Intro To Tailoring: Cut & Construction

Gentlemen let’s talk about the importance of a suit’s cut and construction. These two points are probably the most distinguishing elements between an off-the-rack suit, from a more superior tailored garment. Like any investment, you need to be able to see the return your getting. In the case of high quality suiting, your return comes in the form of a perfectly-fitted suit with a stylish cut, as well as a garment that will last for many years to come. You will look your best, and be able to keep doing so without worrying about your suit breaking like cheaper alternatives.

Cut

The cut (also referred to as style) of the suit is largely characterised by how the garment fits to your body, however is also influenced by fashion trends and cultures. The most common styles are generally categorised as being English, Italian or sometimes American.

For example, English tailors have traditionally focused on quite structured suits which include shoulder pads, stiff canvas and pleats. On the other hand, most Italian suiting can be distinguished by its unstructured look with less lining and padding.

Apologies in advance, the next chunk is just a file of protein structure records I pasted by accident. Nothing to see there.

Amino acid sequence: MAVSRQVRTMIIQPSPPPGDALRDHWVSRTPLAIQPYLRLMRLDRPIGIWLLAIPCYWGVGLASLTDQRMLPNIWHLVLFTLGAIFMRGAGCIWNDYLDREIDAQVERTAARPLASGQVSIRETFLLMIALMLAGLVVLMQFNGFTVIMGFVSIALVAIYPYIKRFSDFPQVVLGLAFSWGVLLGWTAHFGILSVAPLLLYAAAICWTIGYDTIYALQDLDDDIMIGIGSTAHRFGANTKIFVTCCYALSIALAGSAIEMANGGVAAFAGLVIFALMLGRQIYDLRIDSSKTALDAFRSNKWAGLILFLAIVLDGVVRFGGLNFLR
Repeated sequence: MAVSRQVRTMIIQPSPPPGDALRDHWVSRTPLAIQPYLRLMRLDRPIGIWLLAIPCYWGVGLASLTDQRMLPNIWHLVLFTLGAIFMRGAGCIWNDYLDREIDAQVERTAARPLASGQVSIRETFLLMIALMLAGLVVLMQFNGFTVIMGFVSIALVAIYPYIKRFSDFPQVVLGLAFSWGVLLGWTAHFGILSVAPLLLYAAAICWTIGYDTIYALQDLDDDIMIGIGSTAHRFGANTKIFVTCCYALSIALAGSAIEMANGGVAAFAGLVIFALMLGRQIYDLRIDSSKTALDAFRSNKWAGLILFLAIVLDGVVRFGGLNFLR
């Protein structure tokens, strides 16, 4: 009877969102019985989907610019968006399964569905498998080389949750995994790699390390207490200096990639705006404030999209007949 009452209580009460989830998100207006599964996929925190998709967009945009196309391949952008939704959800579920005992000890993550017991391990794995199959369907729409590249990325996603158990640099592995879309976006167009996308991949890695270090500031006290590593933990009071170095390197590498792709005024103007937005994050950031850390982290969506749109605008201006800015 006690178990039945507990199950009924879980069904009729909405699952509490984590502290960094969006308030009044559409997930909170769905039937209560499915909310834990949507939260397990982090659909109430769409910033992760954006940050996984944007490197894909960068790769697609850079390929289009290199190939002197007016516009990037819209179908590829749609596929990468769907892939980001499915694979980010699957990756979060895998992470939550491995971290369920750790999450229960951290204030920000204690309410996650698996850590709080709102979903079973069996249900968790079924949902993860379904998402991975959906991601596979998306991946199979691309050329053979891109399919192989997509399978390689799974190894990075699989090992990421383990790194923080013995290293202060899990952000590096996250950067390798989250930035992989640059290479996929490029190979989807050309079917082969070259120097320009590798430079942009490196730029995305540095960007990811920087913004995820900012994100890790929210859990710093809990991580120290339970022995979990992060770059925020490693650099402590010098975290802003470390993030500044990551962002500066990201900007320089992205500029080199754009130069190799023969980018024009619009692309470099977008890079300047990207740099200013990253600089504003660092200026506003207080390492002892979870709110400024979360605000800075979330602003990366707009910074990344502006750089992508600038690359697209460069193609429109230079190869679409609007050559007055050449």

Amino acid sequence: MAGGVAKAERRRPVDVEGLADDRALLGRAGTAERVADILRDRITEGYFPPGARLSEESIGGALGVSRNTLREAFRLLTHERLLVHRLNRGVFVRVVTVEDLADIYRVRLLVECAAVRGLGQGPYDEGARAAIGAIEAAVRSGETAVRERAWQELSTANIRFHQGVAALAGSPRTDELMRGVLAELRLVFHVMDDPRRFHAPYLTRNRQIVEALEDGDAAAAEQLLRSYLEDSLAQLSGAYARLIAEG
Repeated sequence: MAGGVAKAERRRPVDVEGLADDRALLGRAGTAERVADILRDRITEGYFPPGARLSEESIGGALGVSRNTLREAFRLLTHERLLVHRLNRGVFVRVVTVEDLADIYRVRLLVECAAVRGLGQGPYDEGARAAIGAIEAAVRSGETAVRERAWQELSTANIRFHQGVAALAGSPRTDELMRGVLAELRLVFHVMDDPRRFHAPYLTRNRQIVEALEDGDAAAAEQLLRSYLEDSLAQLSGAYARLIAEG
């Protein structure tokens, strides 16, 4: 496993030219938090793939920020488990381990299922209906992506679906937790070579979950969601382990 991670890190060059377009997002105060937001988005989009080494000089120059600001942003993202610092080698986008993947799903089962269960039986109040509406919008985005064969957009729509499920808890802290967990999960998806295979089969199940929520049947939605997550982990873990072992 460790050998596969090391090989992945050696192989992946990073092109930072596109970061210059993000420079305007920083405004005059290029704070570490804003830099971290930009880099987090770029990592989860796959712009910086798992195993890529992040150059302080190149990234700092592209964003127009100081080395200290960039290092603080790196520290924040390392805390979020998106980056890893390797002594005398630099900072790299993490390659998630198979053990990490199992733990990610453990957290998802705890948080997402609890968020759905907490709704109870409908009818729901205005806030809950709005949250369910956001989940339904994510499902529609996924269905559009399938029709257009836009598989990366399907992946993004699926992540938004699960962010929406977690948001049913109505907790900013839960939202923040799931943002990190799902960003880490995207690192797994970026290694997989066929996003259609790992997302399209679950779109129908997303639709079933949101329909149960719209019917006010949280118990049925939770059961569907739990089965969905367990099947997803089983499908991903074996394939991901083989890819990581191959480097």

At The Bespoke Corner our clients garments are predominately constructed in the Italian style with less structure and fine canvassing as we find it more stylish and functions better in the Australian climate.

Construction

Once the cut of the suit is perfected, you know you’ll be looking great. The next key is to ensure that the suit will have a long life after being worn to work and various other events. The biggest difference in the construction of modern suits is whether they use fusing or canvas.

The traditional way to construct a suit is using horsehair canvas underneath the fabric of the suit (this sits between your fabric and jacket lining). The canvas is initially cut to your shape, and from there the chosen fabric is stitched to the canvas. The canvas is used to hold the shape of the fabric and overall suit and keep it from deforming over time. The natural canvas also helps the fabric drape to your natural shape, leaving a perfectly stylish look.

The latter method of fusing is used by bulk production fashion companies as it allows for an easier and cheaper construction. An interlining is glued rather than stitched onto the fabric to provide the shape, although keeps the suit stiff and in an unappealing shape. As the lining is glued on the suit generally wears much quicker especially after multiple times at the dry cleaners.

The Bespoke Corner  suits are constructed using half canvas with the option of upgrading to full canvas. We stand by our products and are extremely proud of the quality we produce. Our suits also include unique features such as underarm sweat patches and unique hand stitched Milanese button holes.

We would love  for you to see see our suits for yourself, please come into our Paddington showroom for a whisky.

– Rami Mikhael, Head Tailor of The Bespoke Corner.